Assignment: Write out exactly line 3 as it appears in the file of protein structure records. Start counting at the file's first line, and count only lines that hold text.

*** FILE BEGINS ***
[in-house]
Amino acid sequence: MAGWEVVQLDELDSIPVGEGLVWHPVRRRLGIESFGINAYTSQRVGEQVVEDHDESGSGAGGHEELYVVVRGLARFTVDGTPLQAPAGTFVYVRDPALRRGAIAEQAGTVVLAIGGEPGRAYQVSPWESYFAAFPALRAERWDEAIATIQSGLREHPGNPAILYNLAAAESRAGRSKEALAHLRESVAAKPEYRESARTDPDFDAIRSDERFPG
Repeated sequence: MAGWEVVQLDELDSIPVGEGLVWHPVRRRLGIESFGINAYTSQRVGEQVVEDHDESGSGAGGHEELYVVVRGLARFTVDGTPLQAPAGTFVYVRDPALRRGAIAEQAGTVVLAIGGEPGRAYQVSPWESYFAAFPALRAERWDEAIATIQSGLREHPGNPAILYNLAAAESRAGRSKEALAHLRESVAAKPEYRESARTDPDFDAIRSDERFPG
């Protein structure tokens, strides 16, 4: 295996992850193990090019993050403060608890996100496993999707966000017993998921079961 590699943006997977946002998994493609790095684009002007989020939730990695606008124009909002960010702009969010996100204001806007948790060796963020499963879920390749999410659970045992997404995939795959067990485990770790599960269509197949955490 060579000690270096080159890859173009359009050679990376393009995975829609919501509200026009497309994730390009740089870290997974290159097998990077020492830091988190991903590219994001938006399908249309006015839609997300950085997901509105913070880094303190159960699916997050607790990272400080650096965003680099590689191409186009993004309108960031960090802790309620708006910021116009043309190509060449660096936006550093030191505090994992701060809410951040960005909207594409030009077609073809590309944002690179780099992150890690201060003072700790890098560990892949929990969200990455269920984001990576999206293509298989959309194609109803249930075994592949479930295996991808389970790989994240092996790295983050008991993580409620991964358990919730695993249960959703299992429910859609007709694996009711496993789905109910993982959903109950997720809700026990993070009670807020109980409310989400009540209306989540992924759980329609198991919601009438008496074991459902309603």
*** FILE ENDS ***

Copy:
Repeated sequence: MAGWEVVQLDELDSIPVGEGLVWHPVRRRLGIESFGINAYTSQRVGEQVVEDHDESGSGAGGHEELYVVVRGLARFTVDGTPLQAPAGTFVYVRDPALRRGAIAEQAGTVVLAIGGEPGRAYQVSPWESYFAAFPALRAERWDEAIATIQSGLREHPGNPAILYNLAAAESRAGRSKEALAHLRESVAAKPEYRESARTDPDFDAIRSDERFPG